The New York Times
Gov. Gray Davis sketched the broad outlines today of a multibillion-dollar plan to stabilize California’s nearly bankrupt electric utilities by buying their transmission lines and letting the utilities set aside part of consumers’ monthly payments to finance bonds to pay the rest of their debts.
Mr. Davis revealed the long-awaited plan as the state endured its 32nd straight day of a power emergency.
The plan used ideas that have been discussed for weeks and appeared to have enough support in the Democratic-controlled State Legislature to pass.
But the governor, also a Democrat, did not put a price on the plan or offer many details, which must be negotiated with the Pacific Gas and Electric Company, Southern California Edison and San Diego Gas and Electric.
Mr. Davis said he hoped to avoid rate increases beyond those already passed or planned.
Republican legislators and liberal consumer groups, however, called that unrealistic.
Moreover, the utilities are facing intense pressure from creditors, who might yet force them into bankruptcy proceedings if the state does not move quickly to approve a plan.
“The proposal I am making today is a balanced business transaction,” Mr. Davis said at a news conference in Sacramento.
“It provides real value for ratepayers,” he said, “while allowing the utilities to go back in business and keep the lights on.”
He added, “I hope and believe that this takes bankruptcy off the table.”
In a move apparently intended to head off threats by consumer groups to try to undo the plan by proposing a statewide ballot initiative next year, Mr. Davis would require the utilities to drop federal lawsuits seeking bigger immediate rate increases, and would incorporate that action into a court settlement.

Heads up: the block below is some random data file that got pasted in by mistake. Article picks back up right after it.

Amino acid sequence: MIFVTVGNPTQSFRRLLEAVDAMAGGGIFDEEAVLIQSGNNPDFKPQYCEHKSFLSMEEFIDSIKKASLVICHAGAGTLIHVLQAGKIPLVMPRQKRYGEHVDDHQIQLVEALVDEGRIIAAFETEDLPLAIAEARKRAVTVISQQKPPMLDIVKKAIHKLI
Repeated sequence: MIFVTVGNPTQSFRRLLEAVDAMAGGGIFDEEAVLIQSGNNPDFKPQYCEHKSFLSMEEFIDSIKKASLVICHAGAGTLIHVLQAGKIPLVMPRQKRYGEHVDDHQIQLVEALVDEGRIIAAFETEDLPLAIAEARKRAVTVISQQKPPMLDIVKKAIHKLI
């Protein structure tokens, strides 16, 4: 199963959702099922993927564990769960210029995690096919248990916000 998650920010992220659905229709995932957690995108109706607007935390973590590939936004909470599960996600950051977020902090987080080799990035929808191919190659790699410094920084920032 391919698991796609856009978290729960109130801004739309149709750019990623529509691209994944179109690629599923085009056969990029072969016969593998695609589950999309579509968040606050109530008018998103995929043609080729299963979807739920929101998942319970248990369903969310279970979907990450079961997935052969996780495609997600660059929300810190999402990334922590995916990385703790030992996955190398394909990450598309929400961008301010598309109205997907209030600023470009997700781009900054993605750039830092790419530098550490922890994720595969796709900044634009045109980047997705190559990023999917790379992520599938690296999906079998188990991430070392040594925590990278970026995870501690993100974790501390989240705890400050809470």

Courts have held that federal judicial settlements cannot be overturned by state laws.
“That’s maybe the biggest insult to the voters of this state,” said Harvey Rosenfield, president of the Foundation for Taxpayer and Consumer Rights, a consumer group.
Mr. Rosenfield’s group supports a state takeover of transmission lines but is concerned that officials will pay too much for them in the crisis.
“The question for the ratepayers is, ‘Am I going to be paying more next year than this year?’ ” Mr. Rosenfield added. “And that’s certain.”
A 9 percent increase in residential rates was imposed last month, and a further 10 percent increase is likely next year when a previous rate reduction will expire.
Assemblyman John Campbell, who was designated to speak for the Republican caucus, called Mr. Davis’s proposal “complete capitulation.”
“There’s no way this can take place without massive rate hikes,” Mr. Campbell added.
Utility executives, who met with Mr. Davis before his announcement had no immediate comment, though they had raised concerns about such proposals. But Mr. Davis said he believed that they were generally open to his proposals.